USDA proposes TB compensation rule
Aug. 1, 2008 - - Owners of cattle herds infected with bovine tuberculosis may
be required to develop disease-prevention plans to be compensated for destroyed
cattle. The USDA Animal and Plant Health Inspection Service proposed a rule on
July 24 that would withhold federal indemnity payments to affected producers
until they develop herd management plans approved by state and federal
veterinarians. Producers would receive 90 percent of the payment once their
plans were approved, and the remaining 10 percent, once they showed the plans
had been implemented. Failure to abide by the plans would disqualify producers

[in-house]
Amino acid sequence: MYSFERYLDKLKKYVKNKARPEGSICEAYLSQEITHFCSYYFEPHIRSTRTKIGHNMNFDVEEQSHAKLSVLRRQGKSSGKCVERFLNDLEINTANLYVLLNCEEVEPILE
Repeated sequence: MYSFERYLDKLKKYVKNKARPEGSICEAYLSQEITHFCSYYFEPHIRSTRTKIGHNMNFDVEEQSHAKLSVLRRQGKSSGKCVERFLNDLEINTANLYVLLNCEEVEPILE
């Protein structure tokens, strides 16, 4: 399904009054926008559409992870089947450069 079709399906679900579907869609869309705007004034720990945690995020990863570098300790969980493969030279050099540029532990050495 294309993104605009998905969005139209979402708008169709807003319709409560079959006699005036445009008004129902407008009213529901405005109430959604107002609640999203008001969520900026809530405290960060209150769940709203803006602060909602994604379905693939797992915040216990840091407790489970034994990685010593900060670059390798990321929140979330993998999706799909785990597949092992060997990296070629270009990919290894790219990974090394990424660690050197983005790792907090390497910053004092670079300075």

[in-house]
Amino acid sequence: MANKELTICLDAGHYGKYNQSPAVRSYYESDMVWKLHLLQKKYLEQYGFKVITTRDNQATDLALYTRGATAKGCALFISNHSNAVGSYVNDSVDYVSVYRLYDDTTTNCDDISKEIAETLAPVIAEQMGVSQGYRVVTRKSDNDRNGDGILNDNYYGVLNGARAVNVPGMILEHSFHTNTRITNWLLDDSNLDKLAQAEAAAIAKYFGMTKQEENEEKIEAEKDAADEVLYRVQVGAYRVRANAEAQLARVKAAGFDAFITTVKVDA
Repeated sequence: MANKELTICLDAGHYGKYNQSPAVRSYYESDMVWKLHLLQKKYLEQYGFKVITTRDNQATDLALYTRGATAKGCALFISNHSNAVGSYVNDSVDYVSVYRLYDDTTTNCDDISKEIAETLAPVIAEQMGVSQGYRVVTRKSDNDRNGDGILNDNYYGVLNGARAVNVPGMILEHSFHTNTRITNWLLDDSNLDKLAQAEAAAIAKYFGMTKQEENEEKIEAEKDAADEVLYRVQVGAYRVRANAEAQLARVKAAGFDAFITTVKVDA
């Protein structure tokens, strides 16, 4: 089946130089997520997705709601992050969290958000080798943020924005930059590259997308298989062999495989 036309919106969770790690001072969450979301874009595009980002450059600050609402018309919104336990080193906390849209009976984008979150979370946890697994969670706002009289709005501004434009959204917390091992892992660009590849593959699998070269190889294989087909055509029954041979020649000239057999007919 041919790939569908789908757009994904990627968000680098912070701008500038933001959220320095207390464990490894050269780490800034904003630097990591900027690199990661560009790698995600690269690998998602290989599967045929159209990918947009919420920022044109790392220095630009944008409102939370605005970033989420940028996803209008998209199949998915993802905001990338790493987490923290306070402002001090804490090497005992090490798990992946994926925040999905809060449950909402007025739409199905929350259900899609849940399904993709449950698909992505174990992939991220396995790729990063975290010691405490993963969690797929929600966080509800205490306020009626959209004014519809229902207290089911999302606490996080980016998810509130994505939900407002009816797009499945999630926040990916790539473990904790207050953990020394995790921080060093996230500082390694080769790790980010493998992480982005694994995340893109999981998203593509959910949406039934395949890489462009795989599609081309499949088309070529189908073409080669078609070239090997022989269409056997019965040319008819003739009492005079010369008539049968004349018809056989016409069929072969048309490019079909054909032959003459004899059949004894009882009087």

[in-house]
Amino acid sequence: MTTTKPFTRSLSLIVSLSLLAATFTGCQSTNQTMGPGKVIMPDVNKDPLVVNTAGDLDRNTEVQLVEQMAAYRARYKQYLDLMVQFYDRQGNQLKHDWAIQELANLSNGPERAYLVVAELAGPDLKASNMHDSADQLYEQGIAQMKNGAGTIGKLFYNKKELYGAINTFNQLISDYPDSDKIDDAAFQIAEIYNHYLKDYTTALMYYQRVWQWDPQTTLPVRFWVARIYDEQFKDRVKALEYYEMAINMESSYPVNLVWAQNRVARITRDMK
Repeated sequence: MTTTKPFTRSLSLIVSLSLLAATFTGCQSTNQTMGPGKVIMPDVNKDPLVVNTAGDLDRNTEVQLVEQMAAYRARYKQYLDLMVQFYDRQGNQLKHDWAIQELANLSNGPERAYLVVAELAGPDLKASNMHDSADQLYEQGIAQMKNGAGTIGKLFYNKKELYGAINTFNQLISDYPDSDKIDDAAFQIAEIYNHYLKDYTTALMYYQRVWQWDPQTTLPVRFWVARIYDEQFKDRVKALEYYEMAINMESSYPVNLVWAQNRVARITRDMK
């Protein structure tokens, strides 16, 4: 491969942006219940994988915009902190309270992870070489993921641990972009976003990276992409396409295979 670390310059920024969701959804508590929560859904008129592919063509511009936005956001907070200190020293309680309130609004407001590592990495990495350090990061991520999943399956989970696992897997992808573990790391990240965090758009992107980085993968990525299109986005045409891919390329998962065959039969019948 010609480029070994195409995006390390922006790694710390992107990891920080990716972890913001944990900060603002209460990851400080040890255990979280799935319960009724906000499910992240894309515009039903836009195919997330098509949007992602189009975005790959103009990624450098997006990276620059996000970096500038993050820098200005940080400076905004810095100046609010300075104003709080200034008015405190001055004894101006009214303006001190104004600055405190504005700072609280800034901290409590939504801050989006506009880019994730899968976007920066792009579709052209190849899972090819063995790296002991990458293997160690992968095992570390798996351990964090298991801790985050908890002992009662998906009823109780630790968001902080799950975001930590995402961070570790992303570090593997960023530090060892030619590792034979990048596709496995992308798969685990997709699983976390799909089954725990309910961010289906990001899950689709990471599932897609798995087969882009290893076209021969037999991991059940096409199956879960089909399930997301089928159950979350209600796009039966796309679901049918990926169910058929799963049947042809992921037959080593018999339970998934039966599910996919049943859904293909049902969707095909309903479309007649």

from claiming compensation in the event of a re-infection.
“We believe these proposed changes would further tuberculosis eradication efforts in the United States and protect livestock not affected with tuberculosis from the disease,” reads an APHIS summary of the proposed rule.
In the past decade, 78 herds have been infected with tuberculosis, and at least 5 percent of the infections occurred on previously affected premises, according to the summary. The agency has paid producers about $91 million in compensation for destroyed cattle from tuberculosis-infected herds since 2001, with payments ranging from about $1,000 to $2,300 per head, according to the summary.